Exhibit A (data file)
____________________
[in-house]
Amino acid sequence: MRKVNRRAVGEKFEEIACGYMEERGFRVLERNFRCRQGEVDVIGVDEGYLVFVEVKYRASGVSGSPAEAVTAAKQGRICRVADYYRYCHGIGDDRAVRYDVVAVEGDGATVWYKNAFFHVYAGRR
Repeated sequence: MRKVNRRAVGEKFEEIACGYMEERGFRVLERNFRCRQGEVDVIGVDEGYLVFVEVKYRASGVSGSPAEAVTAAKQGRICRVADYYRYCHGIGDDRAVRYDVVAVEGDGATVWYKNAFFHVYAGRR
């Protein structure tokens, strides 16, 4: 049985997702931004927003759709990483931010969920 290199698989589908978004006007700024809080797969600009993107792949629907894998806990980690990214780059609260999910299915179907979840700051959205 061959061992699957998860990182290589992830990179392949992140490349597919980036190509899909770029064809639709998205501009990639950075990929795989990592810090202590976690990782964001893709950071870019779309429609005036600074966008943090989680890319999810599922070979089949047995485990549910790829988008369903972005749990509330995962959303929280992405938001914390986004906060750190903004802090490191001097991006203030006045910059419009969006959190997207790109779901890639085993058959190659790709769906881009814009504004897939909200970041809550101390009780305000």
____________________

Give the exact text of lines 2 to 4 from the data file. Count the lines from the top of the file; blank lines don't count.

Amino acid sequence: MRKVNRRAVGEKFEEIACGYMEERGFRVLERNFRCRQGEVDVIGVDEGYLVFVEVKYRASGVSGSPAEAVTAAKQGRICRVADYYRYCHGIGDDRAVRYDVVAVEGDGATVWYKNAFFHVYAGRR
Repeated sequence: MRKVNRRAVGEKFEEIACGYMEERGFRVLERNFRCRQGEVDVIGVDEGYLVFVEVKYRASGVSGSPAEAVTAAKQGRICRVADYYRYCHGIGDDRAVRYDVVAVEGDGATVWYKNAFFHVYAGRR
């Protein structure tokens, strides 16, 4: 049985997702931004927003759709990483931010969920 290199698989589908978004006007700024809080797969600009993107792949629907894998806990980690990214780059609260999910299915179907979840700051959205 061959061992699957998860990182290589992830990179392949992140490349597919980036190509899909770029064809639709998205501009990639950075990929795989990592810090202590976690990782964001893709950071870019779309429609005036600074966008943090989680890319999810599922070979089949047995485990549910790829988008369903972005749990509330995962959303929280992405938001914390986004906060750190903004802090490191001097991006203030006045910059419009969006959190997207790109779901890639085993058959190659790709769906881009814009504004897939909200970041809550101390009780305000």